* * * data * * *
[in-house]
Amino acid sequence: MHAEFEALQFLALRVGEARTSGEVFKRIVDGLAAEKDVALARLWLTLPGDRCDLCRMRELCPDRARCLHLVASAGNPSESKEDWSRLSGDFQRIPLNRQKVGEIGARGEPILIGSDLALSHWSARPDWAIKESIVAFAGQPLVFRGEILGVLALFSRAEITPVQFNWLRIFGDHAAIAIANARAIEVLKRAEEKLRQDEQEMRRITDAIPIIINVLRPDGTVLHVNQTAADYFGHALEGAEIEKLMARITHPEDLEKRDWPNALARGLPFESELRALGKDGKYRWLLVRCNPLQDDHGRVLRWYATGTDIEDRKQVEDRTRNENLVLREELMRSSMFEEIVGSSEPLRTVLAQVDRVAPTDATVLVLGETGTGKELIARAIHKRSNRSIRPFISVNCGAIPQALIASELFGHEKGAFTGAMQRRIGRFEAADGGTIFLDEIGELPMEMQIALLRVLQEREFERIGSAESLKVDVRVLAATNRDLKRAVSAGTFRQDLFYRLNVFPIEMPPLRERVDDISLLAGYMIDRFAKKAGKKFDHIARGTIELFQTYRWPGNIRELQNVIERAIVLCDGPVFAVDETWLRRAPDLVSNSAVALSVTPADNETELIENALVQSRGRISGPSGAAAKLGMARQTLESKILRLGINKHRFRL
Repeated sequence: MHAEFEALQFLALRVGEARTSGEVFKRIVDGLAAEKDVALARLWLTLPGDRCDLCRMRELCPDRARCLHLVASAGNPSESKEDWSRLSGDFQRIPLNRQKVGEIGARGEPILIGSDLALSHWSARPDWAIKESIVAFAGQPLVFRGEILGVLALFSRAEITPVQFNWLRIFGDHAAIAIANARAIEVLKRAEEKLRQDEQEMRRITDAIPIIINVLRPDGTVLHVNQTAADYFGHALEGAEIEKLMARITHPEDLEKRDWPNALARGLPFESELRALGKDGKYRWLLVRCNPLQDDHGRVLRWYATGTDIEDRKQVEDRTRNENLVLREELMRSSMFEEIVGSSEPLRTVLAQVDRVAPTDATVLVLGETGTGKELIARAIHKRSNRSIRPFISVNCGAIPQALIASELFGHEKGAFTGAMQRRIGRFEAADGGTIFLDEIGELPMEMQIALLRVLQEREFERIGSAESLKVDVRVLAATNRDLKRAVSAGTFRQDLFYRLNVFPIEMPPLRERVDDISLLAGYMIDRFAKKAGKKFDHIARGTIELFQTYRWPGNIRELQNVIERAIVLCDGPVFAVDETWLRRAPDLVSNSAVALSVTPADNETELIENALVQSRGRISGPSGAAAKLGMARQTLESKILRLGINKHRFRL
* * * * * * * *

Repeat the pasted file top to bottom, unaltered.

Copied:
[in-house]
Amino acid sequence: MHAEFEALQFLALRVGEARTSGEVFKRIVDGLAAEKDVALARLWLTLPGDRCDLCRMRELCPDRARCLHLVASAGNPSESKEDWSRLSGDFQRIPLNRQKVGEIGARGEPILIGSDLALSHWSARPDWAIKESIVAFAGQPLVFRGEILGVLALFSRAEITPVQFNWLRIFGDHAAIAIANARAIEVLKRAEEKLRQDEQEMRRITDAIPIIINVLRPDGTVLHVNQTAADYFGHALEGAEIEKLMARITHPEDLEKRDWPNALARGLPFESELRALGKDGKYRWLLVRCNPLQDDHGRVLRWYATGTDIEDRKQVEDRTRNENLVLREELMRSSMFEEIVGSSEPLRTVLAQVDRVAPTDATVLVLGETGTGKELIARAIHKRSNRSIRPFISVNCGAIPQALIASELFGHEKGAFTGAMQRRIGRFEAADGGTIFLDEIGELPMEMQIALLRVLQEREFERIGSAESLKVDVRVLAATNRDLKRAVSAGTFRQDLFYRLNVFPIEMPPLRERVDDISLLAGYMIDRFAKKAGKKFDHIARGTIELFQTYRWPGNIRELQNVIERAIVLCDGPVFAVDETWLRRAPDLVSNSAVALSVTPADNETELIENALVQSRGRISGPSGAAAKLGMARQTLESKILRLGINKHRFRL
Repeated sequence: MHAEFEALQFLALRVGEARTSGEVFKRIVDGLAAEKDVALARLWLTLPGDRCDLCRMRELCPDRARCLHLVASAGNPSESKEDWSRLSGDFQRIPLNRQKVGEIGARGEPILIGSDLALSHWSARPDWAIKESIVAFAGQPLVFRGEILGVLALFSRAEITPVQFNWLRIFGDHAAIAIANARAIEVLKRAEEKLRQDEQEMRRITDAIPIIINVLRPDGTVLHVNQTAADYFGHALEGAEIEKLMARITHPEDLEKRDWPNALARGLPFESELRALGKDGKYRWLLVRCNPLQDDHGRVLRWYATGTDIEDRKQVEDRTRNENLVLREELMRSSMFEEIVGSSEPLRTVLAQVDRVAPTDATVLVLGETGTGKELIARAIHKRSNRSIRPFISVNCGAIPQALIASELFGHEKGAFTGAMQRRIGRFEAADGGTIFLDEIGELPMEMQIALLRVLQEREFERIGSAESLKVDVRVLAATNRDLKRAVSAGTFRQDLFYRLNVFPIEMPPLRERVDDISLLAGYMIDRFAKKAGKKFDHIARGTIELFQTYRWPGNIRELQNVIERAIVLCDGPVFAVDETWLRRAPDLVSNSAVALSVTPADNETELIENALVQSRGRISGPSGAAAKLGMARQTLESKILRLGINKHRFRL